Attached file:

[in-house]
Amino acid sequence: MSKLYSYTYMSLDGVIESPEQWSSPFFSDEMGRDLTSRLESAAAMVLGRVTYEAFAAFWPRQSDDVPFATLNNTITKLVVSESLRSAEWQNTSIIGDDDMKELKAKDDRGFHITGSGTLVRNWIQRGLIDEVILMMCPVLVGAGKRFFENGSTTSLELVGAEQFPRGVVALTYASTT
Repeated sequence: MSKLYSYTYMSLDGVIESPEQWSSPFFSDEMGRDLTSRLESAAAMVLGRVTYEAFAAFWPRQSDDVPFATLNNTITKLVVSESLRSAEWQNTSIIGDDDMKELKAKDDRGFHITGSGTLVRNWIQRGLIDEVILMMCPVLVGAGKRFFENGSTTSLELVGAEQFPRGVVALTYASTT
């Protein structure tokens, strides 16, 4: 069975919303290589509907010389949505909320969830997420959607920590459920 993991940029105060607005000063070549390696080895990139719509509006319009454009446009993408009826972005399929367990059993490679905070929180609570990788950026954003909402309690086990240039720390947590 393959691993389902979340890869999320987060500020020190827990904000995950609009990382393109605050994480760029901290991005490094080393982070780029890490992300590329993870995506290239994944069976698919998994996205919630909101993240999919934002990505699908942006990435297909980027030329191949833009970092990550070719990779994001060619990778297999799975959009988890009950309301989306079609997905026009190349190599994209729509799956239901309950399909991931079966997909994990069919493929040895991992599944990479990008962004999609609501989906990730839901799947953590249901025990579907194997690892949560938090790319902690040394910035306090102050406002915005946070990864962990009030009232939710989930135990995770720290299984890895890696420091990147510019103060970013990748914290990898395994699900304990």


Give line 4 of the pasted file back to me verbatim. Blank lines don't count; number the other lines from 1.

């Protein structure tokens, strides 16, 4: 069975919303290589509907010389949505909320969830997420959607920590459920 993991940029105060607005000063070549390696080895990139719509509006319009454009446009993408009826972005399929367990059993490679905070929180609570990788950026954003909402309690086990240039720390947590 393959691993389902979340890869999320987060500020020190827990904000995950609009990382393109605050994480760029901290991005490094080393982070780029890490992300590329993870995506290239994944069976698919998994996205919630909101993240999919934002990505699908942006990435297909980027030329191949833009970092990550070719990779994001060619990778297999799975959009988890009950309301989306079609997905026009190349190599994209729509799956239901309950399909991931079966997909994990069919493929040895991992599944990479990008962004999609609501989906990730839901799947953590249901025990579907194997690892949560938090790319902690040394910035306090102050406002915005946070990864962990009030009232939710989930135990995770720290299984890895890696420091990147510019103060970013990748914290990898395994699900304990």